Historic Preservation - Technical Procedures

Preservation Briefs: 24 Heating, Ventilating And Cooling Historic Buildings: Problems And Recommended Approaches
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Preservation Briefs 24, National Park Service, Pad
Basic Mechanical Requirements
Last Modified:
Preservation Briefs: 24 Heating, Ventilating And Cooling Historic Buildings: Problems And Recommended Approaches
Last Modified:




The link immediately below connects to the latest version of Preservation Brief 24:



Sharon C. Park, AIA

This standard includes the bulk of information contained in the
original Preservation Brief developed by the National Park Service.
To obtain a complete copy of this brief, including figures and
illustrations, please contact:  

              Superintendent of Documents
              P.O. Box 371954
              Pittsburgh, PA  15250-7954

              GPO #024-005-01090-4

Please call the Publication Order Information Desk at 202/783-3238
or FAX 202/512-2250 to verify price and availability.  


The need for modern mechanical systems is one of the most common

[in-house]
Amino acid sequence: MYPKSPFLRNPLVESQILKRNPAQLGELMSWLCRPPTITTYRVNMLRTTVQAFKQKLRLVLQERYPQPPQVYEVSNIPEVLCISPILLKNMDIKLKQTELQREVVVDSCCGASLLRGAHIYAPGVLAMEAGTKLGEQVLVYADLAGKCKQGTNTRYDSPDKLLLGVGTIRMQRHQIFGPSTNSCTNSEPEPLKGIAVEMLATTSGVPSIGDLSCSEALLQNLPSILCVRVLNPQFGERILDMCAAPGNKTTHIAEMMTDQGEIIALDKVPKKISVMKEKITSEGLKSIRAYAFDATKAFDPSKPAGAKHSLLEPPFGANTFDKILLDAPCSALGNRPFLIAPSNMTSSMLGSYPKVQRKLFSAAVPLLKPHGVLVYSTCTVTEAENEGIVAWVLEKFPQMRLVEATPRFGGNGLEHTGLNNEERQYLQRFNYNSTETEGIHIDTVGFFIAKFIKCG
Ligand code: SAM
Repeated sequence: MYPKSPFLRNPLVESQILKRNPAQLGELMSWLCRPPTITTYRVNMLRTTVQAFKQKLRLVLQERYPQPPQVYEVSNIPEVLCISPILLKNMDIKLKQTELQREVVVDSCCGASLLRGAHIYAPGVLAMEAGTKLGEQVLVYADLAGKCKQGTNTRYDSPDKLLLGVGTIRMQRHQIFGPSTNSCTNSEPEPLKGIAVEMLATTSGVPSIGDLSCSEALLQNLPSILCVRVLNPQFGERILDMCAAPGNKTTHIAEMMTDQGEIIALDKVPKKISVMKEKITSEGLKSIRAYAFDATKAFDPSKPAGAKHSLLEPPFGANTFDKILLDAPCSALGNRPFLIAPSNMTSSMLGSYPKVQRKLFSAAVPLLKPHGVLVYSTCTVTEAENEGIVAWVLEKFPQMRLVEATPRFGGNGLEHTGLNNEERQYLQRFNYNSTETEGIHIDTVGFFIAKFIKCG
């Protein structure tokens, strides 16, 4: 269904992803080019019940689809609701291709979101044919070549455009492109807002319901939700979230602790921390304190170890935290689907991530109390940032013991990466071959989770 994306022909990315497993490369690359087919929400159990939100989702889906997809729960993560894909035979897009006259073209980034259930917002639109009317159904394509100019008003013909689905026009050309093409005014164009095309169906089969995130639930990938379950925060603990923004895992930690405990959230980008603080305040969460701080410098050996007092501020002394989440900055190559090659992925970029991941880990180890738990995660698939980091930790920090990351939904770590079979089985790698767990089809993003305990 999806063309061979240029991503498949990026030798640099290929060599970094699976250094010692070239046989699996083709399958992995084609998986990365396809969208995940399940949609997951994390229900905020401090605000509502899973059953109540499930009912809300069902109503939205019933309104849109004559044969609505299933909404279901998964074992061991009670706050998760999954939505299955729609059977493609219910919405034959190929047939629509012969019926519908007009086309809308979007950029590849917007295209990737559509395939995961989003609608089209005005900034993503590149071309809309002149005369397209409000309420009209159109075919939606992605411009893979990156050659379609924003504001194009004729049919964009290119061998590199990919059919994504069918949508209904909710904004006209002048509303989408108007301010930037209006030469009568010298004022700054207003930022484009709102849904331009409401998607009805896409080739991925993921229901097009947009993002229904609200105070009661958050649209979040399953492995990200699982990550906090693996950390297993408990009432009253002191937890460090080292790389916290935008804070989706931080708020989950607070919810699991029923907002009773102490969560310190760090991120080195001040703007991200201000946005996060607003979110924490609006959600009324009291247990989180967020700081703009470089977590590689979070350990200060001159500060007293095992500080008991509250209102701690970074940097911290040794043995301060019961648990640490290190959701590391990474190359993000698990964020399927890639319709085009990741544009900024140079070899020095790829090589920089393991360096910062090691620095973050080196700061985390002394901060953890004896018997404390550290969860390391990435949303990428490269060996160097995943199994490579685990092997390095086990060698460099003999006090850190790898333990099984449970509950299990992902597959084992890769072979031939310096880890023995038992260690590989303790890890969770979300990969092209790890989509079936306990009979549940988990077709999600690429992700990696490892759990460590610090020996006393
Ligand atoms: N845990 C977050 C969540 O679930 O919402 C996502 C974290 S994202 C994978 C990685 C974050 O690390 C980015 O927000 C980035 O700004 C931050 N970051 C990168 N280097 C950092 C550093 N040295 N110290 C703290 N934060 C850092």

reasons to undertake work on historic buildings.  Such work
includes upgrading older mechanical systems, improving the energy
efficiency of existing buildings, installing new heating,
ventilation or air conditioning (HVAC) systems, or installing a
climate control system with humidification and dehumidification
capabilities.  Decisions to install new HVAC or climate control
systems often result from concern for occupant health and comfort,
the desire to make older buildings marketable, or the need to
provide specialized environments for operating computers, storing
artifacts, or displaying museum collections.  Unfortunately,
occupant comfort and concerns for the objects within the building
are sometimes given greater consideration than the building itself.
In too many cases, applying modern standards of interior climate
comfort to historic buildings has proven detrimental to historic
materials and decorative finishes.

This Preservation Brief underscores the importance of careful
planning in order to balance the preservation objectives with
interior climate needs of the building.  It is not intended as a
technical guide to calculate tonnage or to size piping or ductwork.
Rather, this Brief identifies some of the problems associated with
installing mechanical systems in historic buildings and recommends
approaches to minimizing the physical and visual damage associated
with installing and maintaining these new or upgraded systems.

Historic buildings are not easily adapted to house modern precision
mechanical systems.  Careful planning must be provided early on to
ensure that decisions made during the design and installation
phases of a new system are appropriate.  Since new mechanical and
other related systems, such as electrical and fire suppression, can
use up to 10% of a building's square footage and 30%-40% of an
overall rehabilitation budget, decisions must be made in a
systematic and coordinated manner.  The installation of